Autolyze: Rest period early in dough-making cycle that allows gluten proteins to bond.
Banneton: Round or oblong basket used to give bread shape as it proofs (also used to prevent loaves from sticking to one another). Usually made of wood and sometimes lined with canvas.
Bench Rest: Dough rest period after fermenting and before shaping, that allows gluten to soften, making bread pliable for shaping.
Bulk Proof/Bulk Ferment: Rest period after kneading dough, necessary for yeast to break sugar down into alcohol and carbon dioxide gas. Gas bubbles are trapped by the gluten so that when they expand the gluten stretches, causing dough to rise. Note: The alcohol evaporates during the cooking.
Couche: A type of linen that can be draped over and around dough to retain shape.
Crumb: Interior of loaf, defined by holes in bread.
Kneading: The process of manually working the dough with heels of your hands in order to strengthen gluten fibers, and thus transform the dough from a wet, shaggy ball into a soft,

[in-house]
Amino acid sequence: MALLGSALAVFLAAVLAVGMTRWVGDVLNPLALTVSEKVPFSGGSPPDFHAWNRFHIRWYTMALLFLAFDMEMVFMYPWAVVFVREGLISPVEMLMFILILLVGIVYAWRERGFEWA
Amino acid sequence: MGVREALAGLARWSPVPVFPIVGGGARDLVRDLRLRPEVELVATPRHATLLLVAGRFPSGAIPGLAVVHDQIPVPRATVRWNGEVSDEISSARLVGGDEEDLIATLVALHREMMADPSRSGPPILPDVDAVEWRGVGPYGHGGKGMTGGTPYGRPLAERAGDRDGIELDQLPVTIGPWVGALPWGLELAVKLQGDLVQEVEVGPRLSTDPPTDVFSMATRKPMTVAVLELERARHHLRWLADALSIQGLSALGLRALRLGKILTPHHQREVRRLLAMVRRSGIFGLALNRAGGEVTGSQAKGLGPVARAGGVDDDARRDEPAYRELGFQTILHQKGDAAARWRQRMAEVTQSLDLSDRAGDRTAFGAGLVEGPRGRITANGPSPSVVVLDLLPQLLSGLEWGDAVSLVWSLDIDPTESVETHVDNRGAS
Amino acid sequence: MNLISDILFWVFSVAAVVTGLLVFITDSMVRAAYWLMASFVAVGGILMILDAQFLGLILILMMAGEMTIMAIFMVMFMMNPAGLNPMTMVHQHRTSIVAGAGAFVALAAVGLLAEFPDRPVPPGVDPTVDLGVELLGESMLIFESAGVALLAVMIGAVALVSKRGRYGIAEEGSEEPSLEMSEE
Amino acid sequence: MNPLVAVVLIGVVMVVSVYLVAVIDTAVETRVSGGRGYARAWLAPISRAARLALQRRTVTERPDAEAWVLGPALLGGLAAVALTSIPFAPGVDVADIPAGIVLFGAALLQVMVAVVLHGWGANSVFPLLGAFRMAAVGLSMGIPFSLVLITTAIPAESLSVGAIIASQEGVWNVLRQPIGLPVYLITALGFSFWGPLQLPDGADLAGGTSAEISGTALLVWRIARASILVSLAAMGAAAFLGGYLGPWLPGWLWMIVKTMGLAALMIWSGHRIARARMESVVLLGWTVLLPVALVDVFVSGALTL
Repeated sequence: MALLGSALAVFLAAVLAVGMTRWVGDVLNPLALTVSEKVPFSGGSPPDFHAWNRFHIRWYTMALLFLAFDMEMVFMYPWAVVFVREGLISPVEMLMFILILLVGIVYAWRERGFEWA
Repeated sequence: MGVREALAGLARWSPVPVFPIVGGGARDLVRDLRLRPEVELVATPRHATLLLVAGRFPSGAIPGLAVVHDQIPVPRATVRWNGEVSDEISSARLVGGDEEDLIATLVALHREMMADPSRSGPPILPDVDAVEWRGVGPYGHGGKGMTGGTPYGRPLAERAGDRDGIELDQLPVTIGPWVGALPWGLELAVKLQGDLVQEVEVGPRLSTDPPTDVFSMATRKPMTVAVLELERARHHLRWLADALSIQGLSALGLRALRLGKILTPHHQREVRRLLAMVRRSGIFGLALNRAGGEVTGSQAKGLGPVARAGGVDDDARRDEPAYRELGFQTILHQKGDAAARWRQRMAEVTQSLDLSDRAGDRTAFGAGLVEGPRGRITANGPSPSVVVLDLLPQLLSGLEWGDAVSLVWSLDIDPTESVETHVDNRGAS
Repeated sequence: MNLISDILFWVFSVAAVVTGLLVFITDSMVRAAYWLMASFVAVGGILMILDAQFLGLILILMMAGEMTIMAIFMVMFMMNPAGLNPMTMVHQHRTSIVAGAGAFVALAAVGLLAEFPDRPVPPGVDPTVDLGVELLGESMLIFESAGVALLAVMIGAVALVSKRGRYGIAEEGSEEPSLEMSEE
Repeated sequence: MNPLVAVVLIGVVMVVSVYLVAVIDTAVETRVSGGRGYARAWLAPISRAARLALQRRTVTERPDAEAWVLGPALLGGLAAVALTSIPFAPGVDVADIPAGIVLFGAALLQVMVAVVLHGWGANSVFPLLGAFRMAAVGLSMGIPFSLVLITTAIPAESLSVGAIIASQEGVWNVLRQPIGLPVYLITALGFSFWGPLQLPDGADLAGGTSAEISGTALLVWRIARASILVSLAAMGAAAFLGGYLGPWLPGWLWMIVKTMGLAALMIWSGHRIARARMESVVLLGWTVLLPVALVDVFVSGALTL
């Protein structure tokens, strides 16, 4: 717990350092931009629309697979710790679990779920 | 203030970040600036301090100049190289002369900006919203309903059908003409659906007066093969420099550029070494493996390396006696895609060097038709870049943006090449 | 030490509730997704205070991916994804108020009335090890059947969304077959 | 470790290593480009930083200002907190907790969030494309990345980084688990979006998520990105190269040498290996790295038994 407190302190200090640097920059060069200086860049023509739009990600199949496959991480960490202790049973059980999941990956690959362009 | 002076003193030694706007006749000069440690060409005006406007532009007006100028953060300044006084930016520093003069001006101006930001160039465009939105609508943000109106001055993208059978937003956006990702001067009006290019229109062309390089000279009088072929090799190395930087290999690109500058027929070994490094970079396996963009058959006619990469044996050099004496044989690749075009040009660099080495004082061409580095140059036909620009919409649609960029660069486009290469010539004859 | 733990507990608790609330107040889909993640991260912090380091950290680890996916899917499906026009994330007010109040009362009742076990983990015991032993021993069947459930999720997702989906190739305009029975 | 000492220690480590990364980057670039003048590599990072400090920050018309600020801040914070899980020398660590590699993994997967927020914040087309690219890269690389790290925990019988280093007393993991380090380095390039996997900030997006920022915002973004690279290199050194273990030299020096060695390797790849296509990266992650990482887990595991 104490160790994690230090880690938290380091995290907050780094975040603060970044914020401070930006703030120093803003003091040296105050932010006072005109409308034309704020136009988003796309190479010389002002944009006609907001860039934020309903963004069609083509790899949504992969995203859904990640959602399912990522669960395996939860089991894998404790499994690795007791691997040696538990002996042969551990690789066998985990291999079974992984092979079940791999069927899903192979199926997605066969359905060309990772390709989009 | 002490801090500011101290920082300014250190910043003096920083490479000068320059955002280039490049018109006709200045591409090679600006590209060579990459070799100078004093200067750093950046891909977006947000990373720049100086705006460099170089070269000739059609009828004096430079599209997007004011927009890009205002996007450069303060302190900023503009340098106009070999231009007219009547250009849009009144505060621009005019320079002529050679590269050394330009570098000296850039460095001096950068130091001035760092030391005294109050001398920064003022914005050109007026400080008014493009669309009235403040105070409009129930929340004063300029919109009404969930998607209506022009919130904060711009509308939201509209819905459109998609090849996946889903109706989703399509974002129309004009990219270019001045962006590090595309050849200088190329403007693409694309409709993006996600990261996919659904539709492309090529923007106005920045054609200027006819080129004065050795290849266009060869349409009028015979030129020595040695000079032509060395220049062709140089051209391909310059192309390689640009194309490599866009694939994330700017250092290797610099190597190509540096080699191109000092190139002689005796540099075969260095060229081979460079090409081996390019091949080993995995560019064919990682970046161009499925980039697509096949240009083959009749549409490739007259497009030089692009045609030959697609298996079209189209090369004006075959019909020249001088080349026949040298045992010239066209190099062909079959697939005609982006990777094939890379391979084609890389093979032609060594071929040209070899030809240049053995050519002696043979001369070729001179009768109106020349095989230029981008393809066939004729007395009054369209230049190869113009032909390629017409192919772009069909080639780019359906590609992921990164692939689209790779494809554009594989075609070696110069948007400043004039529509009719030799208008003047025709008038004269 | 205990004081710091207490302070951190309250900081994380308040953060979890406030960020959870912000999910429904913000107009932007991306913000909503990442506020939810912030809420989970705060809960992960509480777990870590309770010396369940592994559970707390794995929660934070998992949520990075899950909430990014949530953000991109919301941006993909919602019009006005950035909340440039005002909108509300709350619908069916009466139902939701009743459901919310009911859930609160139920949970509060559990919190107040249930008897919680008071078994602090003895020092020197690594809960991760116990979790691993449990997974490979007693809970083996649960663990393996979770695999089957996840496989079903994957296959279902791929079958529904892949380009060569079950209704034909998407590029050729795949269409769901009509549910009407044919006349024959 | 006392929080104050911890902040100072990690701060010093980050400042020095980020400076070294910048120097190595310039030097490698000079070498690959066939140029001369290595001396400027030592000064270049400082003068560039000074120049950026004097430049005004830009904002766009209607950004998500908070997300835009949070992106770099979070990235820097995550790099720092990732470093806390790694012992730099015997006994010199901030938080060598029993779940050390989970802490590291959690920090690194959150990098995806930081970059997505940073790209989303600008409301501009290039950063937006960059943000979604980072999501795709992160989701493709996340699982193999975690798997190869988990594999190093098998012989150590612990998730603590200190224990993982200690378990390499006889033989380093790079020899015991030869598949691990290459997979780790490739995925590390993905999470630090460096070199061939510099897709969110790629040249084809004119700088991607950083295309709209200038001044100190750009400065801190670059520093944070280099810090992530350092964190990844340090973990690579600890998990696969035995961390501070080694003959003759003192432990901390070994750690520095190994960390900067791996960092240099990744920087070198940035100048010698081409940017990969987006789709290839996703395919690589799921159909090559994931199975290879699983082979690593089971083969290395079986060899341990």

Lame: Double-sided blade used to score bread, usually secured to along handle.
Proofing: The final dough rise before baking (can also refer to the process of proofing yeast to make sure it is alive and active).
Refreshing: Feeding the ‘mother’ starter with flour and water to keep it alive.
Retard: When fermentation process is slowed down through the cooling of the dough. For example, if you do not plan to bake the dough on the same day you make it, you can cover and refrigerate
it for up to a few days.
Sourdough: Any bread made with wild yeast.